Although the Financial Services Accounting Board adopted its current expected credit losses (CECL) standard in 2016, confusion still exists about the new standard, says Dan Price, CEO of 2020 Analytics, a CUNA Strategic Services alliance provider.
CECL uses an “expected loss” measurement for the recognition of credit losses, explains Price, addressing a CUNA Councils Virtual Roundtable, “Using CECL to Create a Culture of Analytics.”
He cites three common myths about CECL implementation:
1. It will destroy my provision expense.
CECL implementation targets retained earnings, not provision expenses. All else equal, your provision expense would never change throughout the implementation of CECL.
2. CECL will destroy my capital position.
While implementation of CECL will likely lower credit unions’ net worth, it will not affect the measurement under the NCUA’s risk-based capital rule that becomes effective in December 2019.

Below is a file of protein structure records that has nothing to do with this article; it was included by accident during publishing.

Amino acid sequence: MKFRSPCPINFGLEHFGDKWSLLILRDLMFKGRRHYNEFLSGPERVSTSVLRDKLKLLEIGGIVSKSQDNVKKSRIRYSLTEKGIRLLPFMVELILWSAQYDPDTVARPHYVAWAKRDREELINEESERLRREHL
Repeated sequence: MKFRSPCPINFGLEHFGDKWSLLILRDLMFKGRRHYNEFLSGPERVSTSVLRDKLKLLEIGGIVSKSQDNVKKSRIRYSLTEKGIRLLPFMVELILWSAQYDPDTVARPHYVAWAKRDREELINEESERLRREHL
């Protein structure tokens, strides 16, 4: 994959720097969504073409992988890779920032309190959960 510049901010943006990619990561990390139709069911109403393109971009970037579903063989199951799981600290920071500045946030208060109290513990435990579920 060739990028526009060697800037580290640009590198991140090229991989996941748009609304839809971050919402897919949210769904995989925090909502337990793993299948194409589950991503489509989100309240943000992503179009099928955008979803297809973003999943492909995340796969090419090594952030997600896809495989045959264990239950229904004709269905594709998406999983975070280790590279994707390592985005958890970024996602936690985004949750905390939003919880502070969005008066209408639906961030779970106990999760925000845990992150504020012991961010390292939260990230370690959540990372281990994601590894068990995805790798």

Under this new rule, the entire allowance balance will be reflected in capital for purposes of the new risk-based capital calculation.
3. I should build up my allowance for loan and lease losses.
This is a big myth, Price says. Institutions must continue to use the existing U.S. generally accepted accounting principles (GAAP) incurred loss methodology until CECL becomes effective.
It is not appropriate to begin increasing allowance levels beyond those appropriate under existing U.S. GAAP in advance of CECL’s effective date.
He advises credit unions to take action in advance of CECL implementation: